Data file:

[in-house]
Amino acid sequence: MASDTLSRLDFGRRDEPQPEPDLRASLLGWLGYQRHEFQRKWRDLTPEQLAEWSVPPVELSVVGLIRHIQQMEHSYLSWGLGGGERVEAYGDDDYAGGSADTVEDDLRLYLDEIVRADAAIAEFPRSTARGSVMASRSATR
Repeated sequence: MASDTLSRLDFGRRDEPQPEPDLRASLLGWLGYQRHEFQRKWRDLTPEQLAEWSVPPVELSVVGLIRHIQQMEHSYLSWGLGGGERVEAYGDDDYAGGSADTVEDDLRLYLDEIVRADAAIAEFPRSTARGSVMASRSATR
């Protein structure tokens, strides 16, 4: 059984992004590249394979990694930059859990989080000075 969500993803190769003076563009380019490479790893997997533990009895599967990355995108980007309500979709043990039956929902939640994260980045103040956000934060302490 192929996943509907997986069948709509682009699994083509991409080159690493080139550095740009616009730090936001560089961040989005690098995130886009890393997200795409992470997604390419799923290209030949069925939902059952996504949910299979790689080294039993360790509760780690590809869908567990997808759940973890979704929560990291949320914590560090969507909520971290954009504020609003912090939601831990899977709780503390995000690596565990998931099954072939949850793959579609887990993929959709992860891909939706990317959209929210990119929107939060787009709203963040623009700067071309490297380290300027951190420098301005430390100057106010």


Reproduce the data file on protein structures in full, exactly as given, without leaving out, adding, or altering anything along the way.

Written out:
[in-house]
Amino acid sequence: MASDTLSRLDFGRRDEPQPEPDLRASLLGWLGYQRHEFQRKWRDLTPEQLAEWSVPPVELSVVGLIRHIQQMEHSYLSWGLGGGERVEAYGDDDYAGGSADTVEDDLRLYLDEIVRADAAIAEFPRSTARGSVMASRSATR
Repeated sequence: MASDTLSRLDFGRRDEPQPEPDLRASLLGWLGYQRHEFQRKWRDLTPEQLAEWSVPPVELSVVGLIRHIQQMEHSYLSWGLGGGERVEAYGDDDYAGGSADTVEDDLRLYLDEIVRADAAIAEFPRSTARGSVMASRSATR
């Protein structure tokens, strides 16, 4: 059984992004590249394979990694930059859990989080000075 969500993803190769003076563009380019490479790893997997533990009895599967990355995108980007309500979709043990039956929902939640994260980045103040956000934060302490 192929996943509907997986069948709509682009699994083509991409080159690493080139550095740009616009730090936001560089961040989005690098995130886009890393997200795409992470997604390419799923290209030949069925939902059952996504949910299979790689080294039993360790509760780690590809869908567990997808759940973890979704929560990291949320914590560090969507909520971290954009504020609003912090939601831990899977709780503390995000690596565990998931099954072939949850793959579609887990993929959709992860891909939706990317959209929210990119929107939060787009709203963040623009700067071309490297380290300027951190420098301005430390100057106010």